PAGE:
Vol. 21, No. 5
The HIRE Act (Hiring Incentives to Restore Employment Act, H.R. 2847, P.L 111-147), signed by the President on March 18, has placed the federal surface transportation program on a firm footing and taken the pressure off the lawmakers and the White House to come up with a more permanent solution — at least for a while. While efforts to develop a long-term transportation strategy are expected to continue for the remainder of this year, Congress and the White House are likely to take their time enacting a multi-year legislation. This is the near-unanimous judgment of informed congressional observers and Washington insiders whom we consulted over the last several days.
In addition to extending the authorization of the surface transportation program through December 31, 2010, the HIRE Act transfers $19.5 billion from the General Fund into the Highway Trust Fund (to reimburse the Fund for interest payments not received since 1998); restores an earlier $8.7 billion rescission of contract authority; and allows the Highway Trust Fund in the future to collect interest on its deposits. The General Fund transfer, when added to the projected revenue stream from the gas tax, is expected to support highway and transit programs at the levels authorized for Fiscal Year 2009 through the end of Fiscal Year 2012 and into FY 2013 according to the Congressional Budget Office. Our interpretation of CBO’s latest projections (Highway Trust Fund Projections, March 19, 2010) suggests that both the Highway Account and the Transit Account of the Trust Fund could remain solvent as long as the second or third quarter of Fiscal Year 2013 (i.e. mid-2013).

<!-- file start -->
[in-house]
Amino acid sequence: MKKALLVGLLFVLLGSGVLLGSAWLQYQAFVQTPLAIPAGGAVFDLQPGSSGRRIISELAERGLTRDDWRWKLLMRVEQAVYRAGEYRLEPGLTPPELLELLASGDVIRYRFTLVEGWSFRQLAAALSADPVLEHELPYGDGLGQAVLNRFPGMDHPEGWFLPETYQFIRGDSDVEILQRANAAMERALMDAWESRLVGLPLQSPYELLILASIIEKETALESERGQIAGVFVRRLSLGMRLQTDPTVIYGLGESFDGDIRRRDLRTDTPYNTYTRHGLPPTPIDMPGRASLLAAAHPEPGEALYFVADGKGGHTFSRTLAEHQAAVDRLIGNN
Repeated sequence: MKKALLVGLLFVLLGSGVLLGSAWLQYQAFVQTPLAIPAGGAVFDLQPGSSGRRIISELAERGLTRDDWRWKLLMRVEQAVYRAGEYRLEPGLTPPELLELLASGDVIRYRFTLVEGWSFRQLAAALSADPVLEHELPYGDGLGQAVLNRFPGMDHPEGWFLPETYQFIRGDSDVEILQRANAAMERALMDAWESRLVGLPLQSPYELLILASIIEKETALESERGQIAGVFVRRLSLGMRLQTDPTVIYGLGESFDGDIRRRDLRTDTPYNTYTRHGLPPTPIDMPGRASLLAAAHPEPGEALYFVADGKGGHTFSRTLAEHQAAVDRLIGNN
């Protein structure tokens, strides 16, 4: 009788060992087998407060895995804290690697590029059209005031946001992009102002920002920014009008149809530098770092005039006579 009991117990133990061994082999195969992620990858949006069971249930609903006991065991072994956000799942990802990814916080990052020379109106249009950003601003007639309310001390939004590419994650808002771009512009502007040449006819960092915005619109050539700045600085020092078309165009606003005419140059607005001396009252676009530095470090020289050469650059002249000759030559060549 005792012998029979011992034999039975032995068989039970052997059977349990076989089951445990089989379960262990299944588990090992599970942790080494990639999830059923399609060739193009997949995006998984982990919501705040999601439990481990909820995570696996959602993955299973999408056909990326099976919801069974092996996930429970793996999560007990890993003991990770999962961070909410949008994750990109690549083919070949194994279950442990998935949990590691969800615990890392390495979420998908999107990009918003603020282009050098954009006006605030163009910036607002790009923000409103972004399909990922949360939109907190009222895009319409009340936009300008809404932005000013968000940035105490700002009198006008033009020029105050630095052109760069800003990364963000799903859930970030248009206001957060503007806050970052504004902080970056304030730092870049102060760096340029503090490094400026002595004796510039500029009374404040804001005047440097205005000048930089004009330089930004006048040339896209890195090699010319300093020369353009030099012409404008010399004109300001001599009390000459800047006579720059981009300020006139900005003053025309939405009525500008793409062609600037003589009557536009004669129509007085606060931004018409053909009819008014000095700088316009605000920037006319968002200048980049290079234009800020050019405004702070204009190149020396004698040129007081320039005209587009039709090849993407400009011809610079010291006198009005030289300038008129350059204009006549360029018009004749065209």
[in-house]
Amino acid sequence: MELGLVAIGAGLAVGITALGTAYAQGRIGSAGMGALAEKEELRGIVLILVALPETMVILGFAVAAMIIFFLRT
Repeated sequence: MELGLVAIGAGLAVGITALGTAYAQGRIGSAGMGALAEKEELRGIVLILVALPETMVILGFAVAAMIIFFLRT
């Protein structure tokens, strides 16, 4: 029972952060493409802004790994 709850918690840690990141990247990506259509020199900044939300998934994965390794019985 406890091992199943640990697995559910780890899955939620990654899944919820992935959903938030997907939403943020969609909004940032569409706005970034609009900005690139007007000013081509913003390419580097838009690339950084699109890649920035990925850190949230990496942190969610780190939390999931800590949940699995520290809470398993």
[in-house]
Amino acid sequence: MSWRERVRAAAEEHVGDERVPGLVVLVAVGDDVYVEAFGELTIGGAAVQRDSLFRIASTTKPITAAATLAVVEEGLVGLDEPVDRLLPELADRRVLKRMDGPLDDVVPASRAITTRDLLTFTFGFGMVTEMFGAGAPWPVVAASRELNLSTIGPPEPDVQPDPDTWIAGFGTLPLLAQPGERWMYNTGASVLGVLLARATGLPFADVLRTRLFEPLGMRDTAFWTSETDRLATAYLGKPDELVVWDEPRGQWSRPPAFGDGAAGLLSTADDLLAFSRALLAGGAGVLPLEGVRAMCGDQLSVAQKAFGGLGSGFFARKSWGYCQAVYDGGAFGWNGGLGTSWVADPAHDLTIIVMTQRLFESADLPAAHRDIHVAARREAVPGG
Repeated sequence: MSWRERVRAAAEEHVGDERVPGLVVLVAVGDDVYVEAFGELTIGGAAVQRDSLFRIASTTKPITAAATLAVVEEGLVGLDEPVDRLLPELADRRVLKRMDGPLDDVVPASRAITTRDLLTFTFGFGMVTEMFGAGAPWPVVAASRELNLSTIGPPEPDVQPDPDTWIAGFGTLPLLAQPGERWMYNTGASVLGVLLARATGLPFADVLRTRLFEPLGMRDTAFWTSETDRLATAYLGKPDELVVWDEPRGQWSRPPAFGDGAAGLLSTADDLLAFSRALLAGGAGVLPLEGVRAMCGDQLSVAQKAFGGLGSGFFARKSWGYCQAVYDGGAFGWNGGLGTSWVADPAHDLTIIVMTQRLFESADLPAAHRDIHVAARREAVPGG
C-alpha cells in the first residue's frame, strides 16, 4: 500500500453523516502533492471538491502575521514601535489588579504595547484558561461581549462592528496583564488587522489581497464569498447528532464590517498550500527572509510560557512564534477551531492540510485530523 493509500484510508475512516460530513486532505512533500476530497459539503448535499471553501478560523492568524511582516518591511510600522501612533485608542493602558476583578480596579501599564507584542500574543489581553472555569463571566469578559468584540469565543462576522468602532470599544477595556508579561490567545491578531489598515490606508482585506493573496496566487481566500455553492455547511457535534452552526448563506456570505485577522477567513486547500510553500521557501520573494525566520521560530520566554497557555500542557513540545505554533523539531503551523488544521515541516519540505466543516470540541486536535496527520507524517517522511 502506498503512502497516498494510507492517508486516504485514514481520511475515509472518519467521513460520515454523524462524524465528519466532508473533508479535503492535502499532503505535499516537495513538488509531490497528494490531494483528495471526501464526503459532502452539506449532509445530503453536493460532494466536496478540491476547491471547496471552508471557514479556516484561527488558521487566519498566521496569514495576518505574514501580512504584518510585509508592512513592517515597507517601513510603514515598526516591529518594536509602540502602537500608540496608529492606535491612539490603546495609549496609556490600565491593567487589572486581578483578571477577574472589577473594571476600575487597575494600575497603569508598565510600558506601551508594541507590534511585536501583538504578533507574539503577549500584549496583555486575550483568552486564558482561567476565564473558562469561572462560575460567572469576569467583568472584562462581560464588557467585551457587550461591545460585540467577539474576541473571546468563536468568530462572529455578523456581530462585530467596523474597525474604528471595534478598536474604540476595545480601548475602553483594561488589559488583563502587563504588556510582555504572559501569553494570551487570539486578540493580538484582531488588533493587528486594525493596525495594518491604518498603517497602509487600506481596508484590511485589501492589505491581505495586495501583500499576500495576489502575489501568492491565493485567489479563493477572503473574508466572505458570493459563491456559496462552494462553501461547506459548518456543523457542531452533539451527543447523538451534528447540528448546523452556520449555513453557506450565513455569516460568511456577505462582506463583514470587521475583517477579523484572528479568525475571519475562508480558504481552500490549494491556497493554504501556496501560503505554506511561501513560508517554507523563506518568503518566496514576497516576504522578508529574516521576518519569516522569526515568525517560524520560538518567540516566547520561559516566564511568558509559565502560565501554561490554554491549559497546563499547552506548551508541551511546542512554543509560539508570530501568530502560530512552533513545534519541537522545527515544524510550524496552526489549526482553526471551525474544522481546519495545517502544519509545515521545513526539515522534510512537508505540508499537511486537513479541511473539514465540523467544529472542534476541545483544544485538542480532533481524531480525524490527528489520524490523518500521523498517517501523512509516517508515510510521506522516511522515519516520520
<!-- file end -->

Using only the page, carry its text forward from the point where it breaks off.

Lack of Adequate Long-Term Funding
The main obstacle standing in the way of enacting a multi-year bill continues to be the inability to come up with adequate funding. To close the gap between the projected revenue into the Highway Trust Fund (estimated by CBO to be $234 billion from 2010 through 2015 ) and the program needs as estimated by Chairman James Oberstar (D-MN) ($450 billion for highways and transit) would require an extra $216 billion over the life of the next authorization (or $145 billion if only to cover outlays, according to the estimates of House Transportation and Infrastructure Committee staff .) Adding a proposed $50 billion for the high-speed rail program would raise the total unfunded six-year shortfall to over $200 billion. Where is this money to come from? No one has yet found an answer.
Gas Tax Increase No Longer Considered